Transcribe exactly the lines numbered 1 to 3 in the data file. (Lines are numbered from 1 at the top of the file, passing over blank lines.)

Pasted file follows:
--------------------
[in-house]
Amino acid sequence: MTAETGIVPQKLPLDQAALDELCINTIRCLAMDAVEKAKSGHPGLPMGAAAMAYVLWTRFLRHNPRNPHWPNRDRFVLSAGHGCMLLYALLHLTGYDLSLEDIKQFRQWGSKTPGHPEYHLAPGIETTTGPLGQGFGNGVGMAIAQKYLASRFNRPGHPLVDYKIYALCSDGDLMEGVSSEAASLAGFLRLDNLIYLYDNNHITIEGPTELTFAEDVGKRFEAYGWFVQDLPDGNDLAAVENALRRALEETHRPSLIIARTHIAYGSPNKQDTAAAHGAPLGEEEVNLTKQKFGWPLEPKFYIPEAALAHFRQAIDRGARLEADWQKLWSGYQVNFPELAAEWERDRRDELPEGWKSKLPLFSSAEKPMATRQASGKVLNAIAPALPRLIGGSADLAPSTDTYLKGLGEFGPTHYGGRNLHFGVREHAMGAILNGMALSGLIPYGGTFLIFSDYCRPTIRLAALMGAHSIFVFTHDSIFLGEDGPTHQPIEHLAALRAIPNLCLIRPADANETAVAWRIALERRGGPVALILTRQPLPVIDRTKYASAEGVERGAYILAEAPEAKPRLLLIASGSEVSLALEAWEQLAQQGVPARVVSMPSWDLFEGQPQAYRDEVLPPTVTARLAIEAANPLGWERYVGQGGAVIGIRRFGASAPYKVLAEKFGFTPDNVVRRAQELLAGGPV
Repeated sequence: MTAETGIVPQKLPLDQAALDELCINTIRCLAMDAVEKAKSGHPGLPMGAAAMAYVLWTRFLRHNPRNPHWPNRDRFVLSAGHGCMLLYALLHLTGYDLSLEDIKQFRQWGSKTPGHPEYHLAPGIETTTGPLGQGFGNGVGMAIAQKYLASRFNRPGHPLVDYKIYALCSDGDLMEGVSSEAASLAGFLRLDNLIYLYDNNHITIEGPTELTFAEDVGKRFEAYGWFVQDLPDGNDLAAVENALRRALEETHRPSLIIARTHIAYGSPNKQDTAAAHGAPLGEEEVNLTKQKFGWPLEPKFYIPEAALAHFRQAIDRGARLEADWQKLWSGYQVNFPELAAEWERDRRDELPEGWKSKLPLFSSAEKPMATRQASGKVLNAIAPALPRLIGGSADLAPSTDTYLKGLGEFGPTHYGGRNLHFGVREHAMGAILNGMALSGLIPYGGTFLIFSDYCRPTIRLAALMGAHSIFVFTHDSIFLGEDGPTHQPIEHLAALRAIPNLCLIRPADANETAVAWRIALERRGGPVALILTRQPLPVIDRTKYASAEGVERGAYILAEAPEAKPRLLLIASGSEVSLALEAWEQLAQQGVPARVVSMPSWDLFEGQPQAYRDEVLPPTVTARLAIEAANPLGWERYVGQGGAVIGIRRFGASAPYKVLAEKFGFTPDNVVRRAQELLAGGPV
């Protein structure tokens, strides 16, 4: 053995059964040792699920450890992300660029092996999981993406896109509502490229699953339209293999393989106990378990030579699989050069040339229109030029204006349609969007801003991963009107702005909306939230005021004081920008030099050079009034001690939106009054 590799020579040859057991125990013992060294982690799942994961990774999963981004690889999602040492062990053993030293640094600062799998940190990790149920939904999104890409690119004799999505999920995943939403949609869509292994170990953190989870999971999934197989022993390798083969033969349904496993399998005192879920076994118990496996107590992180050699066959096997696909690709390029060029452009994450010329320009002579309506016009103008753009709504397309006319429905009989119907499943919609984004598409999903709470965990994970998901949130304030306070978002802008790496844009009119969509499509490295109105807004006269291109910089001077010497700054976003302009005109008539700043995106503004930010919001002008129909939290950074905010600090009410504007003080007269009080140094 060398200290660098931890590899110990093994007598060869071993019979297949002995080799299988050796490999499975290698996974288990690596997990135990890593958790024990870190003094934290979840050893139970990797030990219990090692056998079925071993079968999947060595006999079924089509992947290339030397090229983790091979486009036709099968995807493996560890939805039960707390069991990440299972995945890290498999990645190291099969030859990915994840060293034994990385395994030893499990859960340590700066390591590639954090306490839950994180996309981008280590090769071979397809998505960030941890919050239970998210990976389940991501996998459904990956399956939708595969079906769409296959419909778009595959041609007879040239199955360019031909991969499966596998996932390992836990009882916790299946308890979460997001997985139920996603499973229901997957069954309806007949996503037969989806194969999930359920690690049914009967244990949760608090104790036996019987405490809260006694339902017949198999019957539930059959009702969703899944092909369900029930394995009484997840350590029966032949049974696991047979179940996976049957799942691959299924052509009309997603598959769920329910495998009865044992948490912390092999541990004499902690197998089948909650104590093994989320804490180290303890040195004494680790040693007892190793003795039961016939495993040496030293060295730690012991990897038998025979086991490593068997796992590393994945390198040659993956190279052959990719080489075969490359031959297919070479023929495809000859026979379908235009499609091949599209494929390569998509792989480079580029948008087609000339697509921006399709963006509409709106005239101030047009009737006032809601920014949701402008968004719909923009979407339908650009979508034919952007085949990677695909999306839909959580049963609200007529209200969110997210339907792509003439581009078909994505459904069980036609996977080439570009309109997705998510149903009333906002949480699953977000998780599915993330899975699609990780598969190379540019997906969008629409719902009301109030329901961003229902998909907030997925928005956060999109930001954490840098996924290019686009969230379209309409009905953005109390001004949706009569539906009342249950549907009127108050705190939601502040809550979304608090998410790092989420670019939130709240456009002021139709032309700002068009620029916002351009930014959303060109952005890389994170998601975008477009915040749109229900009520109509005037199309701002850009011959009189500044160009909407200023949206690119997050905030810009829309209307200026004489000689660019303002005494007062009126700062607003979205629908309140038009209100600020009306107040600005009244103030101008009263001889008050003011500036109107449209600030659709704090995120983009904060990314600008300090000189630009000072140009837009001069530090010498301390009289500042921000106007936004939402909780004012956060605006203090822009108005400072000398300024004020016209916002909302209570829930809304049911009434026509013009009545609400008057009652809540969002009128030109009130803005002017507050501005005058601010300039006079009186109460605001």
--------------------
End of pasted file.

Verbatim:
[in-house]
Amino acid sequence: MTAETGIVPQKLPLDQAALDELCINTIRCLAMDAVEKAKSGHPGLPMGAAAMAYVLWTRFLRHNPRNPHWPNRDRFVLSAGHGCMLLYALLHLTGYDLSLEDIKQFRQWGSKTPGHPEYHLAPGIETTTGPLGQGFGNGVGMAIAQKYLASRFNRPGHPLVDYKIYALCSDGDLMEGVSSEAASLAGFLRLDNLIYLYDNNHITIEGPTELTFAEDVGKRFEAYGWFVQDLPDGNDLAAVENALRRALEETHRPSLIIARTHIAYGSPNKQDTAAAHGAPLGEEEVNLTKQKFGWPLEPKFYIPEAALAHFRQAIDRGARLEADWQKLWSGYQVNFPELAAEWERDRRDELPEGWKSKLPLFSSAEKPMATRQASGKVLNAIAPALPRLIGGSADLAPSTDTYLKGLGEFGPTHYGGRNLHFGVREHAMGAILNGMALSGLIPYGGTFLIFSDYCRPTIRLAALMGAHSIFVFTHDSIFLGEDGPTHQPIEHLAALRAIPNLCLIRPADANETAVAWRIALERRGGPVALILTRQPLPVIDRTKYASAEGVERGAYILAEAPEAKPRLLLIASGSEVSLALEAWEQLAQQGVPARVVSMPSWDLFEGQPQAYRDEVLPPTVTARLAIEAANPLGWERYVGQGGAVIGIRRFGASAPYKVLAEKFGFTPDNVVRRAQELLAGGPV
Repeated sequence: MTAETGIVPQKLPLDQAALDELCINTIRCLAMDAVEKAKSGHPGLPMGAAAMAYVLWTRFLRHNPRNPHWPNRDRFVLSAGHGCMLLYALLHLTGYDLSLEDIKQFRQWGSKTPGHPEYHLAPGIETTTGPLGQGFGNGVGMAIAQKYLASRFNRPGHPLVDYKIYALCSDGDLMEGVSSEAASLAGFLRLDNLIYLYDNNHITIEGPTELTFAEDVGKRFEAYGWFVQDLPDGNDLAAVENALRRALEETHRPSLIIARTHIAYGSPNKQDTAAAHGAPLGEEEVNLTKQKFGWPLEPKFYIPEAALAHFRQAIDRGARLEADWQKLWSGYQVNFPELAAEWERDRRDELPEGWKSKLPLFSSAEKPMATRQASGKVLNAIAPALPRLIGGSADLAPSTDTYLKGLGEFGPTHYGGRNLHFGVREHAMGAILNGMALSGLIPYGGTFLIFSDYCRPTIRLAALMGAHSIFVFTHDSIFLGEDGPTHQPIEHLAALRAIPNLCLIRPADANETAVAWRIALERRGGPVALILTRQPLPVIDRTKYASAEGVERGAYILAEAPEAKPRLLLIASGSEVSLALEAWEQLAQQGVPARVVSMPSWDLFEGQPQAYRDEVLPPTVTARLAIEAANPLGWERYVGQGGAVIGIRRFGASAPYKVLAEKFGFTPDNVVRRAQELLAGGPV